Singapore has four official languages – English, Mandarin, Malay, and Tamil. Among these languages, English is the main business language and it is spoken by the majority of Singaporeans.
Singaporeans are taught to be bilingual from the education system. The local schools follow the Ministry of Education curriculum which uses English as the medium of instruction. A second language (Mandarin, Malay or Tamil) is also taught and this is dependant on the ethnic group of the individual student.
Besides these official languages, Singaporeans speak a casual language called Singlish, which is a hybrid English mixed with influence from the other official languages of Singapore – Mandarin, Malay and Tamil.
The first-generation government leaders had the foresight to introduce the bilingual system which has produced several benefits to Singapore. Firstly, the use of English acts as a common language for direct communication across cultural groups. Secondly, the use of Mother Tongue caters to the different cultural groups and preserve their ethnic identities.
More importantly, with most Singaporeans conversant in English, it allows for a conducive environment for foreigners to settle and work in Singapore. Singapore is the only country in Asia where English is taught as the main language. This makes it a natural place for international companies, especially from the US and UK to set up their Asia headquarters in Singapore. One example is Dyson which has moved its corporate head office to Singapore.
The majority ethnic group is Chinese. Hence, Mandarin is widely used in Singapore and is similar to the official Putonghua in China. In written form, Singapore adopts the simplified version instead of the more complicated traditional version.
Mandarin was actively pushed in the late 1970s to overcome the use of dialect among the sub-ethnic group such as Hokkien, Cantonese, and Teochew. The “Speak Mandarin” Campaign was launched in 1979 and was successful in emphasizing the use of Mandarin over dialect use. During the campaign, mainstream media such as television and radio are only allowed to use Mandarin and regional dialects were banned.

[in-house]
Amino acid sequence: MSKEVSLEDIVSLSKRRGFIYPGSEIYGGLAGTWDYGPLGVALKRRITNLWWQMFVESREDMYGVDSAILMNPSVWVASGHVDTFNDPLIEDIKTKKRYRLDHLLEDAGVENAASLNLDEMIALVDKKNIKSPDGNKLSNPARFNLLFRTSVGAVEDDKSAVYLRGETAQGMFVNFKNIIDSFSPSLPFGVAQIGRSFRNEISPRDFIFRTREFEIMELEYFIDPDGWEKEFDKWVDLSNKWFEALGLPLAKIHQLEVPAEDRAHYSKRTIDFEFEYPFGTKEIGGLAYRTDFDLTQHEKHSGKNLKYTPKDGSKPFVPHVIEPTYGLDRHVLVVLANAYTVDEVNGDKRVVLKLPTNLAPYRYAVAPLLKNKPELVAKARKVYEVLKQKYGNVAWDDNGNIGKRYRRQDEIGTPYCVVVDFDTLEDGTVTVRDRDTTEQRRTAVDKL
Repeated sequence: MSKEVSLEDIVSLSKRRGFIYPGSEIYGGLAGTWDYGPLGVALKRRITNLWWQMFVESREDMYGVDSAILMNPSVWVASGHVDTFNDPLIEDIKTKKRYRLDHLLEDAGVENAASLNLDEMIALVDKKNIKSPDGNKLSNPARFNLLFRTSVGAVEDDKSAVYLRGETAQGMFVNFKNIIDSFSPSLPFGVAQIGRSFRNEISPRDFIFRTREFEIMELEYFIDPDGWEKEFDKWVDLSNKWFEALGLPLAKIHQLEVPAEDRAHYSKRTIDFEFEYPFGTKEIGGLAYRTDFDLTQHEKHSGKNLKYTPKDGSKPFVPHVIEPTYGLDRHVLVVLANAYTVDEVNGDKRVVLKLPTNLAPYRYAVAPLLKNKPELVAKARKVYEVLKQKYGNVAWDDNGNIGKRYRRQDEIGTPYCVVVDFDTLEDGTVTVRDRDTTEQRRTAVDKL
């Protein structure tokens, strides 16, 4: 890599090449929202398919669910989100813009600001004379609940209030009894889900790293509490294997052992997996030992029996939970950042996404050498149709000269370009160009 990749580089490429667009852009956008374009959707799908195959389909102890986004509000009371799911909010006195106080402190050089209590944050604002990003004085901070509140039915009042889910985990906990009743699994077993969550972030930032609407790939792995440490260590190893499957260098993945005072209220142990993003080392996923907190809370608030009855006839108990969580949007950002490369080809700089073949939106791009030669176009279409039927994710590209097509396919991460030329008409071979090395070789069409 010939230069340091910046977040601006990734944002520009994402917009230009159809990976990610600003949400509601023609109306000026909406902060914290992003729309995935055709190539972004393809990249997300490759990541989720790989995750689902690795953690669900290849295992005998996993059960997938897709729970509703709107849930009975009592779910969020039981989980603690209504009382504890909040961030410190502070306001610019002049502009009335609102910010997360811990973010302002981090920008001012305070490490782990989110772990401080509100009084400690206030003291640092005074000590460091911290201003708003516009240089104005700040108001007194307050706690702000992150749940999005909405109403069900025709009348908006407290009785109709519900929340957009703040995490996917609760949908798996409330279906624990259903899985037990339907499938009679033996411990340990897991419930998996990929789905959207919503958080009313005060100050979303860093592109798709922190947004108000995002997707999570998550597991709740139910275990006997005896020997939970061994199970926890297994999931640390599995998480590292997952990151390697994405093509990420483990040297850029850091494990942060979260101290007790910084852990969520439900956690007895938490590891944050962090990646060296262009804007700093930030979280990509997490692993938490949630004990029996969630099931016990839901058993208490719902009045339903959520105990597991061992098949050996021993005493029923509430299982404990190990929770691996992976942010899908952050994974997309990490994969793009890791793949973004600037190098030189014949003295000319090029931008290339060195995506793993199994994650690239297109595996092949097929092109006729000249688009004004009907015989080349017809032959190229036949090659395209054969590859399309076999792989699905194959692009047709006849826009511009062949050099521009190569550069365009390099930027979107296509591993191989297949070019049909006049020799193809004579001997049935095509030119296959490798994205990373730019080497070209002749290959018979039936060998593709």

Below, we highlight some of the popular Mandarin phrases for foreigners:
- Hello: Ni hao
- Goodbye: Zai jian
- Thank you: Xie xie
- Sorry: Dui bu qi
The indigenous group in Singapore is Malay. They speak the Malay language locally known as Bahasa Melayu. It is also spoken in surrounding countries like Malaysia and Brunei and is similar to the Bahasa Indonesia language used in Indonesia.
Prior to the arrival of the British in the early 19th century, Malay is the lingua franca as the Malays were the main ethnic group in Singapore. In a nod to its roots, Singapore’s national anthem is sung entirely in Malay and it is called ‘Majulah Singapura’, or Onward Singapore. Primary school students are taught to sing the national anthem in the Malay language.
Below, we highlight some of the popular Malay phrases for foreigners:
- Good Morning: Selamat pagi
- Welcome: Selamat datang
- How are you: Apa khabar?
- Thank you: Terima Kasih
The smallest ethnic group is the Indian and they speak Tamil as the main language. Tamil was used as the bulk of the early Indian settlers arrived from the Tamil Nadu region in southern India. Tamil is also used as the common ethnic language amongst the Indian Muslims, Hindus, Malayalis and Christians, serving to facilitate direct communications between the different Indian sub-ethnic groups.
Below, we highlight some of the popular Tamil phrases for foreigners:
- Hello: Vanakkam
- Please: Tayavua Saydu
- Sorry: Mannikavum
- Thank you: Nandri